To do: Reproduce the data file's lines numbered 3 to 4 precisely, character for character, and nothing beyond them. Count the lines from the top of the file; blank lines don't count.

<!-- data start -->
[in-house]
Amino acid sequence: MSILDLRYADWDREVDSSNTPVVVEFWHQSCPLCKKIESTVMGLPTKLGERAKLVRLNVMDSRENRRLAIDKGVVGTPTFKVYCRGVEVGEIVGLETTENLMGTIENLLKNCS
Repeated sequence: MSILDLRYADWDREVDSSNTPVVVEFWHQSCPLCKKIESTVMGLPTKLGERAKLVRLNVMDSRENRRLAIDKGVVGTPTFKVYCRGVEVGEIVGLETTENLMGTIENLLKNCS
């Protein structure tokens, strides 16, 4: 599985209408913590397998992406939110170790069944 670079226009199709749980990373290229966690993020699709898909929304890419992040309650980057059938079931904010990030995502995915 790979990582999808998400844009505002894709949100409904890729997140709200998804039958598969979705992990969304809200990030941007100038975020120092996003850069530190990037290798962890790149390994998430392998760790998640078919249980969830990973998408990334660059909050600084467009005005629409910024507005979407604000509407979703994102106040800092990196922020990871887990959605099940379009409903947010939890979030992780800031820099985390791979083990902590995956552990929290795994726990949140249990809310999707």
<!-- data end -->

Repeated sequence: MSILDLRYADWDREVDSSNTPVVVEFWHQSCPLCKKIESTVMGLPTKLGERAKLVRLNVMDSRENRRLAIDKGVVGTPTFKVYCRGVEVGEIVGLETTENLMGTIENLLKNCS
């Protein structure tokens, strides 16, 4: 599985209408913590397998992406939110170790069944 670079226009199709749980990373290229966690993020699709898909929304890419992040309650980057059938079931904010990030995502995915 790979990582999808998400844009505002894709949100409904890729997140709200998804039958598969979705992990969304809200990030941007100038975020120092996003850069530190990037290798962890790149390994998430392998760790998640078919249980969830990973998408990334660059909050600084467009005005629409910024507005979407604000509407979703994102106040800092990196922020990871887990959605099940379009409903947010939890979030992780800031820099985390791979083990902590995956552990929290795994726990949140249990809310999707």